Bart: Like you said, around the... the part of access control and permissions, these are things that we're hearing more and more about in terms of Kubernetes policy is providing guardrails to make sure that people are only focused on the things they should be focused on. And also to your point about misconfigurations, I think this came out a couple of years ago, maybe there was a report from Red Hat that said 71% of Kubernetes vulnerabilities were created because of misconfigurations, because of precisely what you were referring to. And for small startups, once again, you don't have enough time, you don't have enough budget to be able to have eyes and ears everywhere. So making that simpler, I can imagine, is a positive attribute. What about, you know, let's turn to the other side. When shouldn't an organization use GKE? When would you not recommend it?
Mat: So like I tried to outline in the article, my experience at GCP has been a mixed bag. Some things about GCP I really enjoy and some things about GCP, like, clearly, like, don't get a lot of love as an organization. And so I think my concern with GKE would be... If you are heavily dependent on, let's say, Redis, your organization's huge, you need a lot of complicated features, it's real expensive in GCP, and it's real bare bones. So the service consistency, say what you want about AWS, but typically my experience has been that their service consistency is quite high. And if they launch a service, it's pretty good. some exceptions, Elastic Beanstalk. But in general, they're pretty good. They have a high degree of success. GCP is a very mixed bag, right? Like the first version of like, this is the example that I always tell people. How comfortable are you running Vault? And if you're like, I don't want to run Vault, I want to run my platform, Secrets Management. I'm like, GCPs is very bearable. The first version was effectively an S3 bucket with secrets that were encrypted, and then you sort of handled the decryption part yourself. And I was like, this is incredibly bad compared to where Secrets Manager is in AWS, like compared to sort of where the rest of the organization is going. The second version is better, but not by much. And so again, that's a classic case of if you're using a few secrets or if you're okay with a lot of manual management, GKE is a good choice and you can use this platform. If you're not, then a lot of these things, if they're not giving what you want, your only solution is to run them themselves. And that would be where I would get a little bit concerned. If I was an organization that was... I have a ton of needs for secrets and I don't have any headcount to manage something as complicated as Vault or I don't have the budget to do hosted Vault. I would say like, I don't know about GKE. Think long and hard about it. Try out the Secrets Manager. Like as an example, right? Secrets Manager in AWS has the rotation functionality which triggers off a Lambda. GCPs is it puts a message into a PubSub queue and then that's your problem. And a lot of stuff works like that where it sort of just becomes your problem. So I think that in that case, if you are looking at creating a traditional lift and shift, moving a bunch of stuff from a data center into the cloud and recreating that, and then adding GKE on top. So I mean, tons of VMs, tons of running Postgres, tons of running Redis, and then also Kubernetes for the new stuff. I don't know about GKE. GKE is better as a full buy-in. And it's best if you use it as like, you know. these are the parts we're big into data analysis. We need lots of data set because they have advantages, data store and stuff like that. Like you have all these sort of backend technologies that are great. But yeah, I think that that would be my primary hesitation. Like I outlined it in the post, I was like, you know, the GKE setting up the load balancers is great, but the SSL certificates are a disaster. Like I tried to provision this public certificate. It took four hours. And I was like. We live in a universe of let's encrypt and SSL certificates don't typically take four hours to get. So I don't know what's happening. And it's like the most hilarious error message because it's like contacting CA and you're like, I don't know what that means. Like, how long do you wait? Is it broken?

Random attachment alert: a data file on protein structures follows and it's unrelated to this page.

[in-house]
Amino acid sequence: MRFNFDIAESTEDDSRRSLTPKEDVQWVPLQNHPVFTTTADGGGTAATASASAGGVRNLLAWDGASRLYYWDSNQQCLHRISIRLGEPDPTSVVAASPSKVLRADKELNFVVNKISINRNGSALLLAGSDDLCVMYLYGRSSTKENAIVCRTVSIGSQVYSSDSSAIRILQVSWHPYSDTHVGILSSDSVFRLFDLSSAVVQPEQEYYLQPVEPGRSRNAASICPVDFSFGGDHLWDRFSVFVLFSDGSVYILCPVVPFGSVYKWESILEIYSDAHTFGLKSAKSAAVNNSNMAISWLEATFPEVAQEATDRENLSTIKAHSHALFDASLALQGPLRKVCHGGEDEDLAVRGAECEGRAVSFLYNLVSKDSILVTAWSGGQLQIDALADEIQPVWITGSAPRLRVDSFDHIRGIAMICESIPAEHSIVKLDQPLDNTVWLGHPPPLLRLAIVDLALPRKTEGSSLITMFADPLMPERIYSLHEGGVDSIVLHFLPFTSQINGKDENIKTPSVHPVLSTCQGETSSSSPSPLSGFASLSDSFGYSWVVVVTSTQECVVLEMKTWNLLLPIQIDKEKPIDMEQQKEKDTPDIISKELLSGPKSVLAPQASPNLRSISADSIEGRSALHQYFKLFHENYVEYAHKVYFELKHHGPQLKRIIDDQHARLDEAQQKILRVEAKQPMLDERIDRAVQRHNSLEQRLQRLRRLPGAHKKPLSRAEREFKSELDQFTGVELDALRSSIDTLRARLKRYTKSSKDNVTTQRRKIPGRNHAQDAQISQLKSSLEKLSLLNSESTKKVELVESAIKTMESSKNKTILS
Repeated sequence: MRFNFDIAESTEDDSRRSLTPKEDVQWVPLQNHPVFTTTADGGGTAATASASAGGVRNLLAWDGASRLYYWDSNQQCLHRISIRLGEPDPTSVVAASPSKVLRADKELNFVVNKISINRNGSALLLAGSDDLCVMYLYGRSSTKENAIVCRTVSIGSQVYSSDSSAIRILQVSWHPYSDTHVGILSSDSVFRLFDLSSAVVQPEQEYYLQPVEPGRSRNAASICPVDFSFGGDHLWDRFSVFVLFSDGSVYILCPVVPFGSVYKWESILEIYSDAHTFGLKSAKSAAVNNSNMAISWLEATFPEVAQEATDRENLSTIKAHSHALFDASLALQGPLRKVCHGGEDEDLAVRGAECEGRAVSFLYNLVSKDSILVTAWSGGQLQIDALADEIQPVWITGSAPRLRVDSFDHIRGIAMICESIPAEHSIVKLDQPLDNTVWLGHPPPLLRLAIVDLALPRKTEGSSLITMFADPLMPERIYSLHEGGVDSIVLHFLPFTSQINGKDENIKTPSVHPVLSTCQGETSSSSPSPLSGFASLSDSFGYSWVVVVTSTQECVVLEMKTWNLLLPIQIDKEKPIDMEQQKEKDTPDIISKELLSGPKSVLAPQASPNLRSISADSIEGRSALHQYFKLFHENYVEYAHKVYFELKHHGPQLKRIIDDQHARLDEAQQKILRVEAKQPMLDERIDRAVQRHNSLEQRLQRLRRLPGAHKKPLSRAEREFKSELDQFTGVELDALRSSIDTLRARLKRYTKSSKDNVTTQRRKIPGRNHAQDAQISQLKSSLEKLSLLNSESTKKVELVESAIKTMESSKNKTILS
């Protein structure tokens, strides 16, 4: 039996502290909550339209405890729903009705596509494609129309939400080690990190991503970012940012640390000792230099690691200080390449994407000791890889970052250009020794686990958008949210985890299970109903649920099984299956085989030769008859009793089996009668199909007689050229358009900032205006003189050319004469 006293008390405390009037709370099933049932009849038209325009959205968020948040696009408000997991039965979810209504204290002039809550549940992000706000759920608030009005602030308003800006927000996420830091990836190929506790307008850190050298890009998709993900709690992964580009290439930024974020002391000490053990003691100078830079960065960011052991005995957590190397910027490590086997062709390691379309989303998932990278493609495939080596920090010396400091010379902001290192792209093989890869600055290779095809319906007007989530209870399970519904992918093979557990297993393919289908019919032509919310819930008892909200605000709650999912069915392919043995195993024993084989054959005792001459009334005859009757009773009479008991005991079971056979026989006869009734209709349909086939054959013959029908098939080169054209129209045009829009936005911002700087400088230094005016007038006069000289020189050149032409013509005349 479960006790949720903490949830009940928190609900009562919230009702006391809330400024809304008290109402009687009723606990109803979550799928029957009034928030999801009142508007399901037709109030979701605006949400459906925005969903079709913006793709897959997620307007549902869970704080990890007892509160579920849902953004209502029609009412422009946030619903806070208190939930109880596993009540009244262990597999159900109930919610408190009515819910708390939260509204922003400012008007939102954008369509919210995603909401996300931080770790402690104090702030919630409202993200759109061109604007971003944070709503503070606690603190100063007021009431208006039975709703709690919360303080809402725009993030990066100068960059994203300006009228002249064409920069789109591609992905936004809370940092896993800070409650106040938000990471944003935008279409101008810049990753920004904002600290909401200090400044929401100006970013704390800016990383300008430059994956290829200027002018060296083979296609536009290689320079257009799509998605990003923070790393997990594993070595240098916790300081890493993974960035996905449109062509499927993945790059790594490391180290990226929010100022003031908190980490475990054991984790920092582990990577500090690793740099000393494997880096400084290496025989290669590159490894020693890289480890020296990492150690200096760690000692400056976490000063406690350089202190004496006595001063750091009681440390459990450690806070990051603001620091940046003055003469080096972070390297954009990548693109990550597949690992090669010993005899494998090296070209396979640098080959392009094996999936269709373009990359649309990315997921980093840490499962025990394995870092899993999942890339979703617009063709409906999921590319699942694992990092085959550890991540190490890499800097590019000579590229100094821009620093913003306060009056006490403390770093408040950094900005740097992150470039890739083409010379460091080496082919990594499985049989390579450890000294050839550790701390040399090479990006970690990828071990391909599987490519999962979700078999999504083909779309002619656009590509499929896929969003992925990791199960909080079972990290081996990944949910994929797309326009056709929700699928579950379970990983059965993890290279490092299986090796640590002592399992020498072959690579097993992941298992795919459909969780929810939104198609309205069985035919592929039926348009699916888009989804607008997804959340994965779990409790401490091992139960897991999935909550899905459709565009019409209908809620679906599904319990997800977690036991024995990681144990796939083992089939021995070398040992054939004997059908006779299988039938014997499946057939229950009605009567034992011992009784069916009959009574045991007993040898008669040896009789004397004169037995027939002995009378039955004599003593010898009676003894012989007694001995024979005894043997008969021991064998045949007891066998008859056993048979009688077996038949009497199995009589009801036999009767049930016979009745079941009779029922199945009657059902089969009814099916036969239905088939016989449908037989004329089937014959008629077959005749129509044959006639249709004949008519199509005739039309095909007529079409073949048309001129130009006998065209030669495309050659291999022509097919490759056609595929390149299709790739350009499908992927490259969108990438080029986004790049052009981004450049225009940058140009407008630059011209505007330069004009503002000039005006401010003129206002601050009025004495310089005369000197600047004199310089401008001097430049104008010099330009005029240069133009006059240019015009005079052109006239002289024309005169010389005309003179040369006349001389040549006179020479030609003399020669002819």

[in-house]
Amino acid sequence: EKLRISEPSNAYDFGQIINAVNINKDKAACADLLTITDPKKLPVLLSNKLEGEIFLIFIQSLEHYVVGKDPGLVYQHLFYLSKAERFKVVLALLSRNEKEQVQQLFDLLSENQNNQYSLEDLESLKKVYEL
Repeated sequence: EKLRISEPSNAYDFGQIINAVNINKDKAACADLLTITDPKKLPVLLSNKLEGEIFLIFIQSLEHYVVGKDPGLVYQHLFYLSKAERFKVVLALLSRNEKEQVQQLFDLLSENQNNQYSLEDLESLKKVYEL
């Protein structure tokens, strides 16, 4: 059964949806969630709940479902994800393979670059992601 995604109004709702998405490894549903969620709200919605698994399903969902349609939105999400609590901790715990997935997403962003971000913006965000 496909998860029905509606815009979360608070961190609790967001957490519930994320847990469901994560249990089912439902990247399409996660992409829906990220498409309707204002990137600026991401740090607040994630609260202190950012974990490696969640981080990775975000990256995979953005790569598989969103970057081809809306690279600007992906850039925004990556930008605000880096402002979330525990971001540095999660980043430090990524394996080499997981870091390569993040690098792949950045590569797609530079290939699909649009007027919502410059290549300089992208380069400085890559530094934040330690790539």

Bart: Good. No, I think that that, you know, the approach is sound. I think going back to a previous point that you mentioned, though, is like. From a positioning, from a branding perspective, that GCP, you said sometimes is maybe siloed in this idea of telecommunications or that we're going to have labeling that's more CTO friendly. Do you anticipate in the future that some of these things will get smoothed out or will continue to focus on a particular sector or a particular end user in mind, like you said, like a CTO?